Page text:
How is everyone coping? To state the obvious, the world just feels a bit surreal doesn’t it?
It has been almost three weeks since myself and our children have been in actual isolation. I am very grateful that Terry has been able to take care of our essential travelling and supplies.
Schooling from home isn’t completely new to us. Our children completed their first few years of primary school through School of the Air, so in some ways history is repeating. I am missing the structure and routine of our usual schooling arrangements but I am also glad that when the enthusiasm starts to vanish we can all escape to the paddock, horses, motorbikes and fresh air.
I have been picking tiny apples, they are blemished but still so lovely.
With the outside world shut down it’s the small things that I miss. Like seeing friends in town for coffee, supporting my local shops and driving the ‘good car’ which is normally reserved for town trips. I look forward to these simple pleasures, whenever they might return.
Beautiful rain has fallen over almost our entire property. This rain means we can move forward, make decisions and look at our world with a completely fresh perspective. Launching a canoe past our house is something that happens rarely, so the rush to get paddling is real.
Of course there has been bread. Thank you to Penny Olive Sourdough for helping me out with my flour issues. As usual, the online and real life bread community is very strong and continues to amaze me.
Something I have loved since the world went into lock down has been the return of many bloggers who I haven’t seen in a while. It is an actual relief to see my old blogging friends check in.
Other good things in the virus chaos:
The Queen’s address . I know that not everyone shares my dedication to the monarchy but it is hard not to admire The Queen’s calm and dignified manner.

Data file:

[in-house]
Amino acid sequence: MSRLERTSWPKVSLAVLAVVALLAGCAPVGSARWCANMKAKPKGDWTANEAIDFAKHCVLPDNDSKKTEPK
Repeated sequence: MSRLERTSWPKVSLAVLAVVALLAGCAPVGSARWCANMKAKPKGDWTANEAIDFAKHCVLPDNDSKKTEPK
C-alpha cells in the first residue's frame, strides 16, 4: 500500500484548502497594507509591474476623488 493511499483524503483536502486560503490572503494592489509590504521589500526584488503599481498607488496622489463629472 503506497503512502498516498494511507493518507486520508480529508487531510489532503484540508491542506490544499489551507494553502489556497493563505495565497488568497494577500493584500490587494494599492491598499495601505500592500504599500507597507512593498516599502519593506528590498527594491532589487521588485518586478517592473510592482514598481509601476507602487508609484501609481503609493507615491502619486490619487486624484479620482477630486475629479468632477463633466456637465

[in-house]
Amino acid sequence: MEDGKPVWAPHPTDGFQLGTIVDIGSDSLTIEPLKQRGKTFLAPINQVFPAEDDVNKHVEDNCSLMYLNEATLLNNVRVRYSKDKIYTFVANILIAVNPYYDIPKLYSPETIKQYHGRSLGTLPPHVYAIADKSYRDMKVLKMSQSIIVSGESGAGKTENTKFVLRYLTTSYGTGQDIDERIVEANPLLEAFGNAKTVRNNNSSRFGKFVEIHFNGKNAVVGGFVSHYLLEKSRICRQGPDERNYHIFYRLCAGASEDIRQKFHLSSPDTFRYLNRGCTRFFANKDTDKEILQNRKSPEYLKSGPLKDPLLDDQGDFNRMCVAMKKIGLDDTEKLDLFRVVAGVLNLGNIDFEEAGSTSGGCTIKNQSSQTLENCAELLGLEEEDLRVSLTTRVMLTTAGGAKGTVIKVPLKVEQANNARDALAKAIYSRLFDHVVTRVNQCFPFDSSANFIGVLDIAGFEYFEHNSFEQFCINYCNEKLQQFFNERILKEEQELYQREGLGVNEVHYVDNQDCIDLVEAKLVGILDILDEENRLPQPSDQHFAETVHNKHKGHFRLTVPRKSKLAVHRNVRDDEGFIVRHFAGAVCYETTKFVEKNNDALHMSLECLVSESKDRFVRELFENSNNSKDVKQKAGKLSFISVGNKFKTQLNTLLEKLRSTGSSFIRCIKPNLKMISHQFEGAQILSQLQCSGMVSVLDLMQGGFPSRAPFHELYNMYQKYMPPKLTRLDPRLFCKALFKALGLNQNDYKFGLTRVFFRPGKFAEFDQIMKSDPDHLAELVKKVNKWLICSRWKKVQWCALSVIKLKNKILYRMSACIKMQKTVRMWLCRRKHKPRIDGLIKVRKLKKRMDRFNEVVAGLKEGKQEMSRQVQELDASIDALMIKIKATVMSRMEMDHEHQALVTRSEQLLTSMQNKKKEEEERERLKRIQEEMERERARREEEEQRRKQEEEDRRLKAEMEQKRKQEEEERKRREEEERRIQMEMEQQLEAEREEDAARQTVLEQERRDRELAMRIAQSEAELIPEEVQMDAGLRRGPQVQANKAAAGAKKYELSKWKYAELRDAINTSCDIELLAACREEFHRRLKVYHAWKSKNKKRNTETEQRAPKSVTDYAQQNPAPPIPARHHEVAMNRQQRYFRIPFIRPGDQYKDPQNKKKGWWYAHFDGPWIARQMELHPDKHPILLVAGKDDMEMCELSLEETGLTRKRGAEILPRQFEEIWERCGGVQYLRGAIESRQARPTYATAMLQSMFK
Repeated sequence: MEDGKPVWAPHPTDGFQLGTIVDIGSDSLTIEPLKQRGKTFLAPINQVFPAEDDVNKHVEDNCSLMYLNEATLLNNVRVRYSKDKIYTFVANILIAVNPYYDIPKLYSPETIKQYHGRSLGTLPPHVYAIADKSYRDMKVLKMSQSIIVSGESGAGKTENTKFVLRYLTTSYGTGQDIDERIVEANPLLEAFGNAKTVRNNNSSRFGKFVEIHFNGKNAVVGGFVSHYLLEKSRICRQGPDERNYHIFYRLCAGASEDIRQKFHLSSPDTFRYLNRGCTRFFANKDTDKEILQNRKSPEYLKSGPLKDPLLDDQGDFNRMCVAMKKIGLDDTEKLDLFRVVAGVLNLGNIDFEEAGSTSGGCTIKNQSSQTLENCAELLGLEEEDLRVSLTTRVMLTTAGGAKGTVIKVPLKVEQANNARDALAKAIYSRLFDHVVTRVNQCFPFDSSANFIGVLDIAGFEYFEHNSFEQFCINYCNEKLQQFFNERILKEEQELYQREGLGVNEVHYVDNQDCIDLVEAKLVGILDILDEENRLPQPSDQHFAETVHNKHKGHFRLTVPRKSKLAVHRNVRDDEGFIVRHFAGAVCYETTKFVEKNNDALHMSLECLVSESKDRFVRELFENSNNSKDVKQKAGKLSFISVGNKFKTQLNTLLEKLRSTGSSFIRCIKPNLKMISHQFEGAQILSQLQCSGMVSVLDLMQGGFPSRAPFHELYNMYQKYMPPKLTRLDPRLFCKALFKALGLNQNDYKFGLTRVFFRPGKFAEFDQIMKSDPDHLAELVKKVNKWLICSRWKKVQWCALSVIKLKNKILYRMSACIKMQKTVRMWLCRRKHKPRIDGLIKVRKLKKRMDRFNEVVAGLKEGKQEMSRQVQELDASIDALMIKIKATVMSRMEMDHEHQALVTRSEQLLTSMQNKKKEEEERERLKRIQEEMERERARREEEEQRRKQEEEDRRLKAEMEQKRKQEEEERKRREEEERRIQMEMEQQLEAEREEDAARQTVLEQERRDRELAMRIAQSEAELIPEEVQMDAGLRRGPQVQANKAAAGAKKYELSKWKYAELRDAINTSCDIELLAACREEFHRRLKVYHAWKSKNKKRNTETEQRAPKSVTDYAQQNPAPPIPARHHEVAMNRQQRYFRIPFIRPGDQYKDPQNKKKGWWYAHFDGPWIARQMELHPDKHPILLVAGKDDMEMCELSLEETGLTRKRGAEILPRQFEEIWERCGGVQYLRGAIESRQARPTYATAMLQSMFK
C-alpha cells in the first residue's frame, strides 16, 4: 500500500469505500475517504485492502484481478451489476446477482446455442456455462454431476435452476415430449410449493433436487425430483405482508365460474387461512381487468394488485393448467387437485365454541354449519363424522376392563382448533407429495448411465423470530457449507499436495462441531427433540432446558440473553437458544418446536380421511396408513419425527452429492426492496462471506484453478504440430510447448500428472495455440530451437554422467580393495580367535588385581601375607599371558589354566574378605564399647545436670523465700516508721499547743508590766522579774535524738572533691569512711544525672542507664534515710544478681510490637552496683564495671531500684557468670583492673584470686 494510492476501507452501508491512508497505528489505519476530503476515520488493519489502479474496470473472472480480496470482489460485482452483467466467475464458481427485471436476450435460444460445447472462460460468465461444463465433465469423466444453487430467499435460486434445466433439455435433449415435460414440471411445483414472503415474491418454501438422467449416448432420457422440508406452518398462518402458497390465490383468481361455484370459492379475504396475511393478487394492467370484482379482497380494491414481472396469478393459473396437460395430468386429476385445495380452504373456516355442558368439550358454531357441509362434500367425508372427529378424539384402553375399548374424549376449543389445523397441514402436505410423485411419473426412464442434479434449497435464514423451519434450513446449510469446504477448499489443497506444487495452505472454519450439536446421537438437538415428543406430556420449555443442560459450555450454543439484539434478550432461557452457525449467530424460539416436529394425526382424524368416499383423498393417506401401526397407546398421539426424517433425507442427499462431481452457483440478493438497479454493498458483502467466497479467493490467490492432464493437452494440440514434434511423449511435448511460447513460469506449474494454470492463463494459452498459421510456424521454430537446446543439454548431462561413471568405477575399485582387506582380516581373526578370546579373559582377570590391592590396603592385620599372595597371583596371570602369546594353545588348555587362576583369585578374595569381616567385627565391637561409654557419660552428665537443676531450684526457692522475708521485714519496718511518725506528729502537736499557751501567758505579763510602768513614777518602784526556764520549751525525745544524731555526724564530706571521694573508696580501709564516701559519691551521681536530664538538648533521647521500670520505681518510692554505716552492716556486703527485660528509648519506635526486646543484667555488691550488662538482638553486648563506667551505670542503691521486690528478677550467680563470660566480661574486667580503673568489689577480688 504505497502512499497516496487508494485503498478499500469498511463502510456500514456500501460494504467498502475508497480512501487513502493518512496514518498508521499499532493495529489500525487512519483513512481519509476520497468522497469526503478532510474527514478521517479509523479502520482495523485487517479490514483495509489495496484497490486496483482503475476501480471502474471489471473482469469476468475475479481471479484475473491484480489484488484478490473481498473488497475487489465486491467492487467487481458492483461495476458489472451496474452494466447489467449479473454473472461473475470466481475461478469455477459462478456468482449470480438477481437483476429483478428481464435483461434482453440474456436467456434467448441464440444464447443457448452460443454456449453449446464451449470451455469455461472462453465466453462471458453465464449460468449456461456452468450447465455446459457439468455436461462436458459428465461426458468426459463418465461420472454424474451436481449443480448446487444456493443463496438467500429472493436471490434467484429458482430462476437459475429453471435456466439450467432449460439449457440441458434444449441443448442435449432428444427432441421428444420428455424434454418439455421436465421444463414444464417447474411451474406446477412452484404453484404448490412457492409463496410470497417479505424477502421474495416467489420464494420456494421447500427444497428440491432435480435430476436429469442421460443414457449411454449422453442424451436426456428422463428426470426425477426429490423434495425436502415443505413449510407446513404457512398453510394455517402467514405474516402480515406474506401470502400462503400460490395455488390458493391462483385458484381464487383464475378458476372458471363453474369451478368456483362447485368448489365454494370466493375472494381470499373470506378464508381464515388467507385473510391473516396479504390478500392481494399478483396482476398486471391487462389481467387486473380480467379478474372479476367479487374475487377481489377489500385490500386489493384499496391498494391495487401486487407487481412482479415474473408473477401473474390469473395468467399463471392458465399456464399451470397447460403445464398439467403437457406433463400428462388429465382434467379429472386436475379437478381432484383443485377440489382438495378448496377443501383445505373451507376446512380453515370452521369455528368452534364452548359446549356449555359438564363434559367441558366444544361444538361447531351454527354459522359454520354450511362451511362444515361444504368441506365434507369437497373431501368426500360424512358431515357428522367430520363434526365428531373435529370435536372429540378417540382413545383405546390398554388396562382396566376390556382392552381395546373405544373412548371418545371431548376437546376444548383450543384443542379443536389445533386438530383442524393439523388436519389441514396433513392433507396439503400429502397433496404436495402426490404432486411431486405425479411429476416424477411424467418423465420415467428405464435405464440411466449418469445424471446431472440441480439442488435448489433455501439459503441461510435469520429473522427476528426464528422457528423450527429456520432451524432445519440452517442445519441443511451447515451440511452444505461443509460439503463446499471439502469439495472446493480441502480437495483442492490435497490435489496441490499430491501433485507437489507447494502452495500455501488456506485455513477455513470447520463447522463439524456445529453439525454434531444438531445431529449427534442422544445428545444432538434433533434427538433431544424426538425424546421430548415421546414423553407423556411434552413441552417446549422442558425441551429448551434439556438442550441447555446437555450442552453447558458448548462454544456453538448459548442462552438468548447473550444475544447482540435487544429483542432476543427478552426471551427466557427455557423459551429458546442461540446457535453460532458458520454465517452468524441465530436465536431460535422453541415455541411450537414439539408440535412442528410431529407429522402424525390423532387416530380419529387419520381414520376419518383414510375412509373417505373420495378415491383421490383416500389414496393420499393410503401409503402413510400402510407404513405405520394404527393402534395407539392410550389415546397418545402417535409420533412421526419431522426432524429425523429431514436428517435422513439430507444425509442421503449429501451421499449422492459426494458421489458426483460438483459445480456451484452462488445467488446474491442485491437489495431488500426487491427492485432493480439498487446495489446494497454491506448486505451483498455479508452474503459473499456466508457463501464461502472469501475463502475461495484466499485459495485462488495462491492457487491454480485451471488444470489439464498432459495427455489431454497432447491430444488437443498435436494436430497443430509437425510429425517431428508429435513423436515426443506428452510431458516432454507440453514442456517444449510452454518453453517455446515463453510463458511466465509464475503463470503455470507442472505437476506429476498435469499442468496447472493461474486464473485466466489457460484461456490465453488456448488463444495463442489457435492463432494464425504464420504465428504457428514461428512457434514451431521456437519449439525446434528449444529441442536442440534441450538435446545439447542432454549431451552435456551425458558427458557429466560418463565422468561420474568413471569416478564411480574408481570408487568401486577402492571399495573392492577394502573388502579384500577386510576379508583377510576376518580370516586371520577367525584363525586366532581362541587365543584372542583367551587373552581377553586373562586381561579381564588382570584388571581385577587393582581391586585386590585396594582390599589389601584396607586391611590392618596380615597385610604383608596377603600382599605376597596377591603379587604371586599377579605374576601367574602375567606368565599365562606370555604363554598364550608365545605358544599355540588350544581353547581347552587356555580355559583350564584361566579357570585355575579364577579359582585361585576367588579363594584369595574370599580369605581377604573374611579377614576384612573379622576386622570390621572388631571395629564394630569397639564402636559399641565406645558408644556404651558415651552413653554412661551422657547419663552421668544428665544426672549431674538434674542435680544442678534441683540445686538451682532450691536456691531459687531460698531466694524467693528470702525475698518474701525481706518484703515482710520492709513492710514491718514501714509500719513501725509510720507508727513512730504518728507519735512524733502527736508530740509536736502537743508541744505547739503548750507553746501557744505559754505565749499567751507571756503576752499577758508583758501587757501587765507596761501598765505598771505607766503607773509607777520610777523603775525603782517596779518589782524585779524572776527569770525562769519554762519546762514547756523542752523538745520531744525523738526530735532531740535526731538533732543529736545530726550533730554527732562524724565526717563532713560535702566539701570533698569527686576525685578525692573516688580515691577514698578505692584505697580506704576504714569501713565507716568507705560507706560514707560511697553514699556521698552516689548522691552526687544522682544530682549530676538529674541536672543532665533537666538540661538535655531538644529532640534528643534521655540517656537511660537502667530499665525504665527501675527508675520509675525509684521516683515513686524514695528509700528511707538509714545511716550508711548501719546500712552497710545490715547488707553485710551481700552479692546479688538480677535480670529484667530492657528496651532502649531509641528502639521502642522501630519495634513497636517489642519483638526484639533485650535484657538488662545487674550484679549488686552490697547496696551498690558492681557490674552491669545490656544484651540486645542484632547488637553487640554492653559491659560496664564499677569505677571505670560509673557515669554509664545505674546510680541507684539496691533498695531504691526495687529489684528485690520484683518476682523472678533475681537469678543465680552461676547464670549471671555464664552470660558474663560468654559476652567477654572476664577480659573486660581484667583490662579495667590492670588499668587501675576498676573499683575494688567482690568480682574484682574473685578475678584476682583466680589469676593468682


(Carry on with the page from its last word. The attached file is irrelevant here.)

I have been listening to podcasts as a break from the news, and let’s face it sometimes my students! The House of Style is a new favourite . The Blueprint lock down kitchen episode featuring some very interesting food people is also worth a listen.
With Easter approaching, Instagram and all of the cooking pages are flooded with hot cross buns. So, just to add to the mix, here is a recipe that works for me. Not sourdough this time, recipe below.
Cute dark Easter bunny with thanks to Spencer Cocoa .
Take care, friends x
- 65 g butter
- 1 cup milk
- 2 tbsp honey
- 7 g dry yeast 1 sachet
- 1/2 tbsp sugar
- 65 g warm water
- 500 g plain flour
- 1 tsp salt
- 1 tsp mixed spice
- 110 g dark brown sugar
- 1 cup dried fruit
- 1/4 cup mixed peel
Place butter, milk and honey in a small saucepan. Warm through over low heat until the butter is melted. Set aside until lukewarm.
Place the yeast, ½ tbsp sugar and water in a small bowl. Leave for 5 minutes or until frothy.
Place flour, salt, spice, sugar, pecans, fruit and peel in a large bowl. Combine. Stir in the milk and yeast mixtures. Stir to make rough dough, turn dough out onto a clean, lightly floured surface and knead until smooth. Return to the bowl.
Cover with plastic wrap and leave to prove for 1 hour or until the dough has doubled in size. This time may vary depending on the temperature.
Line a square cake tin or baking dish with oven proof baking paper. Set aside.
Turn dough out onto a clean, lightly floured surface and knead until smooth. The dough should be soft and pliable. Using a dough divider or blunt knife, divide the dough into pieces, each weighing approximately 70g. Shape each piece into a smooth ball. Place balls, sitting snuggly together, seam side down into the cake tin or baking dish.
Leave to prove for 1 hour or until the buns have doubled in size.
Preheat oven to 220°C. Place fruit buns in the oven and cook for 25-30 minutes or until cooked through and golden.
For the crosses: combine 75 g self-raising flour, 2 tbsp caster sugar, 1 tsp cooking oil (such as sunflower oil) and 1/3 cup milk in a bowl to form a thick paste. Pipe crosses onto the buns prior to baking.
Buns can be glazed immediately after baking. Using a pastry brush glaze with 1/3 cup of warmed honey.
Serve warm or at room temperature or split and toasted.